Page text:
This investment has acted as a two-way street for Riyadh to bring in vital investment and tech transfers at a time of great reforms. A recent Vision Fund-financed startup, Katerra, signed a deal to construct fifty thousand houses in the Kingdom, with much of the manufacturing being sourced locally. Though the Saudis may consider closer cooperation with Chinese tech firms in the future, the existence of deep public and private funds in the country will ensure alternatives exist to Saudi financing. Given that these are not present in the U.S. market, the Saudis have more leverage making tech deals in Silicon Valley than in Shenzhen.
This trend of greater economic diversification presents benefits and costs for sanctions regimes in the short to medium term. In the short term, closer downstream investment in China and India may increase the effectiveness of the maximum pressure campaign by providing a clear alternative to Iranian crude on global markets. At the same time, closer Saudi investment in the Russian energy sector could reduce the effectiveness of Western sanctions in the medium term.
The recent Magnitsky sanctions have escalated what some may have written off as a one-time incident, potentially giving way to more future Congressional escalation. These effects are heavily psychological and will play out over the next several months, but it is important for policymakers in Washington to maintain a broad perspective. With Saudi foreign investment at a fourteen-year low prior to the crisis, Riyadh will need to be careful in its response. An inability to assuage the concerns of international investors could threaten the future viability of the Vision 2030 project, in which Crown Prince Mohammed bin Salman has invested a significant amount of political capital.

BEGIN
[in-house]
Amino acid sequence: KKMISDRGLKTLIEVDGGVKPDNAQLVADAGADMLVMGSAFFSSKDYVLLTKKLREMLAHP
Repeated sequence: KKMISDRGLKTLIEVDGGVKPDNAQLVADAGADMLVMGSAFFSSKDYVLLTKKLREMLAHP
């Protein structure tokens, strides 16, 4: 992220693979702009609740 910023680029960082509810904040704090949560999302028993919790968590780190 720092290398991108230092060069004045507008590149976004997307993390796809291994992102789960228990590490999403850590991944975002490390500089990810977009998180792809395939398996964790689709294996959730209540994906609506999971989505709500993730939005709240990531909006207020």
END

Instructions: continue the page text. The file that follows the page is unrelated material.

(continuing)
There are also a number of limitations to these evolving partnerships. Future bilateral investment between Riyadh and Beijing is likely to be controversial within the context of the Belt and Road Initiative. Having pledged $6 billion in aid to Pakistan, the Saudis have a first-hand look at the potential downsides of unsustainable infrastructure investment from Beijing. At the same time, cooperation between the Russians and the Saudis may unravel if more American supply floods the market in the near future. The differential between the Russian and Saudi breakeven price- hovering around $40 and $70 respectively—could be the catalyst for a messy divorce in oil markets.
Further, Riyadh’s paramount concern is the evolving geopolitical contest with Iran. In this context, the Saudis need Washington as a reliable partner to counter an ascendant Tehran in the region. Since 2014, Chinese military cooperation with Iran has deepened, including a joint naval exercise in the Strait of Hormuz in June 2017. India’s ambitious port project in Chabahar is a critical investment in the future of Iran, mirroring the large Chinese investment in neighboring Pakistan. The Russians have lent Tehran significant security support through its ground presence in Syria and its 2016 S-300 sale. With these cases in mind, Washington remains a critical long-term security partner for the Saudis, regardless of any economic shifts.
Michael Greenwald is a former United States Treasury attaché to Qatar and Kuwait, and a fellow with the Harvard Kennedy School’s Belfer Center.